Question New M.2 SSD RAID 0, Windows won’t install


May 10, 2015
I bought an identical M.2 SSD to install and use RAID 0. I have an ASUS Z490P motherboard and i10900k CPU. I’m trying to install windows 10 from a USB. Whenever I choose to install on the RAID 0 drive it “tries” to install windows but sits at “Copying Windows Files 0%” not sure where to go from here.
Hi MoviesOnDemand (y)

Is there a reason to Raid your drives?
Realize that RAID 0 is risky because saved data is split into blocks and spread among all the drives in the array. No single drive receives all the data, so if one drive fails the data that is stored on the other drives becomes useless.

Raid 0 is non-redundant and has no fault tolerance, so you cannot recover data from a failed disk.

Types of RAID?
  • RAID 0 (Striping) RAID 0 is taking any number of disks and merging them into one large volume. ...
  • RAID 1 (Mirroring) ...
  • RAID 5/6 (Striping + Distributed Parity) ...
  • RAID 10 (Mirroring + Striping) ...
  • Software RAID. ...
  • Hardware RAID
Configuring RAID in Windows 10

  1. Install the hard drives into your computer and let it boot into Windows 10.
  2. Back up everything you cannot afford to lose from your OS drive before starting.
  3. Type or paste ‘Storage Spaces’ into Search Windows.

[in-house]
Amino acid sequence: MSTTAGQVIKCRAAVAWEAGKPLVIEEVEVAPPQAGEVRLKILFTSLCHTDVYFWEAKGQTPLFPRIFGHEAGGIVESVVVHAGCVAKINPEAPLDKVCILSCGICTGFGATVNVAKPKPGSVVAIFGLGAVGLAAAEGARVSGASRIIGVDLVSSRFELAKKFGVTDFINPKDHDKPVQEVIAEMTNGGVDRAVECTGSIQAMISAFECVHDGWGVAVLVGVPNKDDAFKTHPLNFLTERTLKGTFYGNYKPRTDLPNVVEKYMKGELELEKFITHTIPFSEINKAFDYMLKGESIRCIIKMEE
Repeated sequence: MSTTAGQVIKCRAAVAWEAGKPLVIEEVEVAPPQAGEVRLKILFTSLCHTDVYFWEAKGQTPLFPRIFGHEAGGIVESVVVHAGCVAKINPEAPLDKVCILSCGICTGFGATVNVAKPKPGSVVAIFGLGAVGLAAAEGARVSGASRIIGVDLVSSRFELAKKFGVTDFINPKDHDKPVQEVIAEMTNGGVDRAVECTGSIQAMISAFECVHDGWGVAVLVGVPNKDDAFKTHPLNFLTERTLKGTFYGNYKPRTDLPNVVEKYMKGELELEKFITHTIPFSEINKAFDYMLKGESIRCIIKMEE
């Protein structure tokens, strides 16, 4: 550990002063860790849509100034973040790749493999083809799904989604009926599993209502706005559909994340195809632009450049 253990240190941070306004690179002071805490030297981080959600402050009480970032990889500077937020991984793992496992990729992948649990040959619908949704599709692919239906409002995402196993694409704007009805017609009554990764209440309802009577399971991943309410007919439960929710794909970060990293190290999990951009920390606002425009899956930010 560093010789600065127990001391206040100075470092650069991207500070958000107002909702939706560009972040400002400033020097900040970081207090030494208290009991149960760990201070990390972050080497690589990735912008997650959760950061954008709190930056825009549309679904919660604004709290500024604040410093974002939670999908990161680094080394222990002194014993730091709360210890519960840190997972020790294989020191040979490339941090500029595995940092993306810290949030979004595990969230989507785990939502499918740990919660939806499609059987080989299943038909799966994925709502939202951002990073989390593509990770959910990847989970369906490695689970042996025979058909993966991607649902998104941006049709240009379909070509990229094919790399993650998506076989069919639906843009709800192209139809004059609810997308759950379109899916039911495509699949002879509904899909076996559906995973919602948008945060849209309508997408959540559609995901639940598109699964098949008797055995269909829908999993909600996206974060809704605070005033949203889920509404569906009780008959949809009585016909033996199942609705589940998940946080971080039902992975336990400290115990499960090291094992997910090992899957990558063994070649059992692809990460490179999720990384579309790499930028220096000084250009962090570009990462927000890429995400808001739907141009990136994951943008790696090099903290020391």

4. Select Create a new pool and storage space. Windows will check all drives and select them in the next window.
  5. Select the RAID type under Resiliency by selecting the drop down menu. Simple pools the disks, Two-way mirror and three-way mirror are similar to RAID 1, and Parity is similar to RAID 5.
  6. Set the drive size under Size if necessary. It should default to the correct setting.
  7. Select Create storage space.
  8. Wait for the process to complete and you should then see a single disk with the correct size in Windows Explorer.
  9. Type or paste ‘Manage Storage Spaces’ into the Search Windows box to keep an eye on the array.
Raid can be a pain in the preverbal and the type of raid is important.


As MeanMachine notes: why? RAID makes very little sense for >99% of consumers and makes even less sense as an OS drive. Unless you have a very specific need, this is a waste of time, money, effort, and risks losing data. What is your use case that requires the implementation of something with such a niche purpose?